Out With Bob Colacello
Last night at the New York Academy of Art's Tribeca Ball, it wasn't the worst time to be a starving artist: Deep-pocketed buyers meandered through students' studios, the wine and beer was flowing, and the canapés came courtesy of decorated chef Daniel Boulud. With an accordionist, a portraitist, and at least one tableau vivant among the cocktail diversions, the event upheld its reputation as one of the most enjoyable (not to mention affordable) ways to shop for paintings and sculptures in New York.
"There was a palm reader here tonight, but I did not get my palm read," Parker Posey reported. "I've been absorbed in art." Somehow, the actress did not get absorbed in the people-watching. Strange, because it was on a different level this year. Where else do the paths of Joan Rivers and Chelsea Handler, Jessica Hart and ZZ Top's Billy Gibbons cross? Credit the evening's honoree for that mix, said the school's president, David Kratz. "Bob Colacello's about the most popular person in New York."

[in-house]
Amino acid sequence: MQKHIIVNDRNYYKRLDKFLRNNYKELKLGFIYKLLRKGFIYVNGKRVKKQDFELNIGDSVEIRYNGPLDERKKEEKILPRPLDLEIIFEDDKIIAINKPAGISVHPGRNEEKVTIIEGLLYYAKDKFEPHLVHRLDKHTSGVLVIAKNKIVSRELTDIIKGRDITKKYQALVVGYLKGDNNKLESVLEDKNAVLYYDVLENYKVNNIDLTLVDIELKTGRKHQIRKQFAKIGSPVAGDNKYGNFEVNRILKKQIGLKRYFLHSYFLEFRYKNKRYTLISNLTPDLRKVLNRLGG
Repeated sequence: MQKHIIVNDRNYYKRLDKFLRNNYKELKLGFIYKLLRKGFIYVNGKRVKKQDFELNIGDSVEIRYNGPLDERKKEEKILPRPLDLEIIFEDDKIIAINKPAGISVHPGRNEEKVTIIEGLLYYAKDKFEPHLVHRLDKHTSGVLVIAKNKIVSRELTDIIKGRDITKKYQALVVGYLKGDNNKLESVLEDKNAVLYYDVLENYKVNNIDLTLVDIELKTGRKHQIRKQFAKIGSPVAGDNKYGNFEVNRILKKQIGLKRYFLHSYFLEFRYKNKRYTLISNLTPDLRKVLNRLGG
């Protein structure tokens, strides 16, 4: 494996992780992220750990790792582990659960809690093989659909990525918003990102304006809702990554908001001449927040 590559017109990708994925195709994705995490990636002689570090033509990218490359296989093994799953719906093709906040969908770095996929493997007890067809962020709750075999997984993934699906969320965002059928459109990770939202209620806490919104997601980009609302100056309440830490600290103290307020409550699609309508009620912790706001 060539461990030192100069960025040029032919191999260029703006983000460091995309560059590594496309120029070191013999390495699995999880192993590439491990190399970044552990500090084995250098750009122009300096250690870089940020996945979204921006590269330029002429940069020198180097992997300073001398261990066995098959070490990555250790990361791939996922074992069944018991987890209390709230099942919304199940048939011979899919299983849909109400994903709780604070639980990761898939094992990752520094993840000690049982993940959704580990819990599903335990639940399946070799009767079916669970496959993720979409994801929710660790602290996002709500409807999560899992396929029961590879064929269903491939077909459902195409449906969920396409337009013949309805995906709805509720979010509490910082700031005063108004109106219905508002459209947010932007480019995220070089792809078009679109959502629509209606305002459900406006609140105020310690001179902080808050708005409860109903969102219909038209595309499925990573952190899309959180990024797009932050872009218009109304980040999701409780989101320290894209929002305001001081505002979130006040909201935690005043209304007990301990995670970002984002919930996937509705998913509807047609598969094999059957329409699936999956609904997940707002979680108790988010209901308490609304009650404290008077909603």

John Currin, who served as event co-chair with his wife, Rachel Feinstein, backed the claim up. "He's the best one to talk to at any party." Colacello has authored books on The Factory and the Reagans and served as the original editor of Andy Warhol's Interview—and has somehow managed to stay at the center of a lot of things despite waiting until the last year or so to start using e-mail.
Sparkling throughout the venue were pieces of lucky-charm-inspired haute joaillerie from Van Cleef & Arpels, the evening's sponsor. But it had taken more than luck to get rival gallerists such as Larry Gagosian and William Acquavella into the same dining room. Calling those two out in his acceptance speech, Colacello joked that the education he got at Georgetown's School of Foreign Service has always served him well. "Thank God I did study diplomacy."